Another win for supporters of marijuana legalization: On Tuesday, Florida’s Supreme Court guaranteed a spot on its November ballot to determine if marijuana could be used for medicinal purposes.
Advocates presented nearly 700,000 signatures necessary for the ballot question, but opponents challenged its language in court.
"This potential initiative has nothing whatsoever to do with medicine," said Calvina Fay, an anti-drug advocate. "It is not tightly restricted. It is wide-open. It would allow pretty much anybody to use to treat any condition whatsoever."
The language of the legislation specifies that medical marijuana can only be used to treat the symptoms of “debilitating” diseases — like cancer, AIDS and Parkinson's.
"The fact that morphine is addictive and even deadly does not keep it out of the hands of the suffering," said Moriah Barnhart, a supporter of medical marijuana. "The supposed fear of abuse by some can no longer justify the denial of its medicinal benefits to millions who are suffering."
Florida is the latest state considering the legalization of marijuana, medicinal or recreational. The District of Columbia along with 18 states currently allow marijuana for medicinal purposes. Colorado began allowing legal recreational use this month, and Washington state will begin allowing recreational sales in June.
But in Colorado, at least one business is having difficulty with respect to the legalization of recreational marijuana and employees potentially being high on the job.
On Monday, Colorado’s Supreme Court agreed to review the case of quadriplegic Brandon Coats, who was fired from his job after failing a drug test.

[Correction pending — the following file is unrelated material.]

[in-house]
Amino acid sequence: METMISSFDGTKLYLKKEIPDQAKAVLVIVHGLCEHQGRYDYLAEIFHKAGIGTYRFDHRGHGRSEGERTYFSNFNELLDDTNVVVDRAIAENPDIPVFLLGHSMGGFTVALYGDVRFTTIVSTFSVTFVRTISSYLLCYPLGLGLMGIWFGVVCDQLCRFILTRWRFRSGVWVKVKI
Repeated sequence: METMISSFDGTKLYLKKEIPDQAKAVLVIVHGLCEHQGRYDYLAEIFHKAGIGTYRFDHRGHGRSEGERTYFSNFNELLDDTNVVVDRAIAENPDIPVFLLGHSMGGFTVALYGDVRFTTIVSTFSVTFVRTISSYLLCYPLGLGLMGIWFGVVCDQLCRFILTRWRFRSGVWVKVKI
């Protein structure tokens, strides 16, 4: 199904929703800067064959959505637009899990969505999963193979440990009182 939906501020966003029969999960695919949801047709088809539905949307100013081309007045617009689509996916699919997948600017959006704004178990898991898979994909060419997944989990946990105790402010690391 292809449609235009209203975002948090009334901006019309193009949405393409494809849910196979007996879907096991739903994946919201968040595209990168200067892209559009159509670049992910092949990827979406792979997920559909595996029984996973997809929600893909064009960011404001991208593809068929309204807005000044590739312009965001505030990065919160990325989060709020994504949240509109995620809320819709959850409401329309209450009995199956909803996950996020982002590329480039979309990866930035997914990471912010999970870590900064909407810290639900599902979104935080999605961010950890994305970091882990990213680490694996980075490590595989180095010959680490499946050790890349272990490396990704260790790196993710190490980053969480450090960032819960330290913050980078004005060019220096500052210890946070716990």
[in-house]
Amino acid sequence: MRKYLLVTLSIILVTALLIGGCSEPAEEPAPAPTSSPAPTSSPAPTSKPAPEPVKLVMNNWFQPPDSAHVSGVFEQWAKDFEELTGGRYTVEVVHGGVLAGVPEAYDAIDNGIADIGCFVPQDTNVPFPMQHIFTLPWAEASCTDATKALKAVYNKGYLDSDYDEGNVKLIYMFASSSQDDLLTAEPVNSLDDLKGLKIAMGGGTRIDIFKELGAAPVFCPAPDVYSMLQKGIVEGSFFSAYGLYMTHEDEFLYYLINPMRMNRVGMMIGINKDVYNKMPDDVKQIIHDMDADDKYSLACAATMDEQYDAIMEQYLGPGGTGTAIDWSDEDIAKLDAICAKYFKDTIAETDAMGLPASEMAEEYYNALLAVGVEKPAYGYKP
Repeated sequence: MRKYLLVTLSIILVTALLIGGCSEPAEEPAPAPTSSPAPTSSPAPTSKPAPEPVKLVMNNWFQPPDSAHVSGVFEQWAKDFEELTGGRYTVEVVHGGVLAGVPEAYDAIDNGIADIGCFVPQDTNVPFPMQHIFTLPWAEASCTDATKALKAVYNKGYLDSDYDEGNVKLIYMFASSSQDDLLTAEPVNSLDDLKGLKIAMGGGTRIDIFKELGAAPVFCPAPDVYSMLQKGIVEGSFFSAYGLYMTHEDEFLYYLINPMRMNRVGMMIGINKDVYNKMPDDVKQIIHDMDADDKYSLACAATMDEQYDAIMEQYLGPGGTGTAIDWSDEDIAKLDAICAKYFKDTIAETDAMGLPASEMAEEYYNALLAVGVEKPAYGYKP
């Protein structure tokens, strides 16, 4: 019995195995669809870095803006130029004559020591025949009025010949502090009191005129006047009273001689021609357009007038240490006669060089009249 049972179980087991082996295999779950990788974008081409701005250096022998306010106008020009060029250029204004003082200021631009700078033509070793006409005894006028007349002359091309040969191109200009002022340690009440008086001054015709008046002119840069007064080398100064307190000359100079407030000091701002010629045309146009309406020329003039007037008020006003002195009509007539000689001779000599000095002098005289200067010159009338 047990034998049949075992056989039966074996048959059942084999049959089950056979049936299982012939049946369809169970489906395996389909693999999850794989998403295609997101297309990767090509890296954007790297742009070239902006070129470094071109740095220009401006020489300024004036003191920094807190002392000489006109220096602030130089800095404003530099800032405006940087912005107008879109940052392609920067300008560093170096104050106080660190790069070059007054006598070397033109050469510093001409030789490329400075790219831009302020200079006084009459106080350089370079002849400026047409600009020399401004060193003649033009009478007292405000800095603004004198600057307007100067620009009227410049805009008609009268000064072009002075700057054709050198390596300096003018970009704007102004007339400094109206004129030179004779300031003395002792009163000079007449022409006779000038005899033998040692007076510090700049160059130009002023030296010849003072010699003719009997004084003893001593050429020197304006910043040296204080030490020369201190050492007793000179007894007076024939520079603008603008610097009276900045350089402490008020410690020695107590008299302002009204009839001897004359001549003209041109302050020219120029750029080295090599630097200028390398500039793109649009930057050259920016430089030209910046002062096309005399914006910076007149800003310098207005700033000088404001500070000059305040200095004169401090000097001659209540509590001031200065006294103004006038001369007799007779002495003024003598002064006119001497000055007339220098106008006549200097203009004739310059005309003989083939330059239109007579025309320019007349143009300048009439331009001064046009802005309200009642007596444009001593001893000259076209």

Though Coats says he was never impaired at work, the company argues his marijuana use is not covered under a law that protects an individual's rights outside the workplace.
No hearing date has been set yet.
In Washington state, marijuana legalization creates a different problem that will need to be addressed.
Driving under the influence of marijuana, like driving under the influence of alcohol, is illegal. But determining whether a person is impaired by weed is complicated because traces of marijuana remain in one's system long after use.
Figuring out how to deal with issues like these falls to the state’s Liquor Control Board. The group is tasked with writing up new rules regarding legal recreational pot.
President Obama, who has remained mostly silent on the issue, spoke to the New Yorker magazine about marijuana use last week.
“I view it as a bad habit and a vice, not very different from the cigarettes that I smoked as a young person up through a big chunk of my adult life. I don’t think it is more dangerous than alcohol,” he said.
“I’ve told my daughters I think it’s a bad idea, a waste of time, not very healthy.”
Another topic in the federal and state marijuana conversation also involves the color green — money. It’s illegal for some banks to accept deposits, grant loans or offer lines of credit to people who operate marijuana dispensarys, even if the sale of pot is legal in their state.
“We’re in the process of working with colleagues at the Treasury Department to deal with this issue," Holder said. "You don’t want huge amounts of cash lying around. You want these businesses to use the bank system. We’ll be issuing regulations on this very soon.”
Holder explained that there's a public safety component to the issue because marijuana shops could potentially become targets of robberies.
"It is something that would worry me, just from a law enforcement perspective.”
This year, Colorado estimates combined wholesale and retail marijuana sales will come in close to $600 million. Tax revenue will amount to $70 million, of which about half will be used to build schools.
How will state law, revenue collection and law enforcement mesh with the federal code in states legalizing marijuana?
We consulted a panel of experts for the Inside Story.
The above panel was assembled for the broadcast of Inside Story to discuss.
For future hard-hitting conversations, find Al Jazeera America on your TV.